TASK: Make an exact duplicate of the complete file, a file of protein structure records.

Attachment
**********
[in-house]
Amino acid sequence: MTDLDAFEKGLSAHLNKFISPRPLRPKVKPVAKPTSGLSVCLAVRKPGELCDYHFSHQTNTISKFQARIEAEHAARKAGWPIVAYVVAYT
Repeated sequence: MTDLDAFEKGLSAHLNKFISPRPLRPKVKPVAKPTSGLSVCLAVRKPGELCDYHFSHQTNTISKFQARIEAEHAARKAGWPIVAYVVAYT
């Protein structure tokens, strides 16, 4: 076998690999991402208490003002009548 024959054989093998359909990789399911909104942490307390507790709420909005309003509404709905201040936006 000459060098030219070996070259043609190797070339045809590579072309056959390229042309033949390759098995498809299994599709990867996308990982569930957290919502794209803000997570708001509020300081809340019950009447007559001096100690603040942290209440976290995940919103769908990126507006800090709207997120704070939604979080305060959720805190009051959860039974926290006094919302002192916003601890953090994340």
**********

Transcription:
[in-house]
Amino acid sequence: MTDLDAFEKGLSAHLNKFISPRPLRPKVKPVAKPTSGLSVCLAVRKPGELCDYHFSHQTNTISKFQARIEAEHAARKAGWPIVAYVVAYT
Repeated sequence: MTDLDAFEKGLSAHLNKFISPRPLRPKVKPVAKPTSGLSVCLAVRKPGELCDYHFSHQTNTISKFQARIEAEHAARKAGWPIVAYVVAYT
């Protein structure tokens, strides 16, 4: 076998690999991402208490003002009548 024959054989093998359909990789399911909104942490307390507790709420909005309003509404709905201040936006 000459060098030219070996070259043609190797070339045809590579072309056959390229042309033949390759098995498809299994599709990867996308990982569930957290919502794209803000997570708001509020300081809340019950009447007559001096100690603040942290209440976290995940919103769908990126507006800090709207997120704070939604979080305060959720805190009051959860039974926290006094919302002192916003601890953090994340």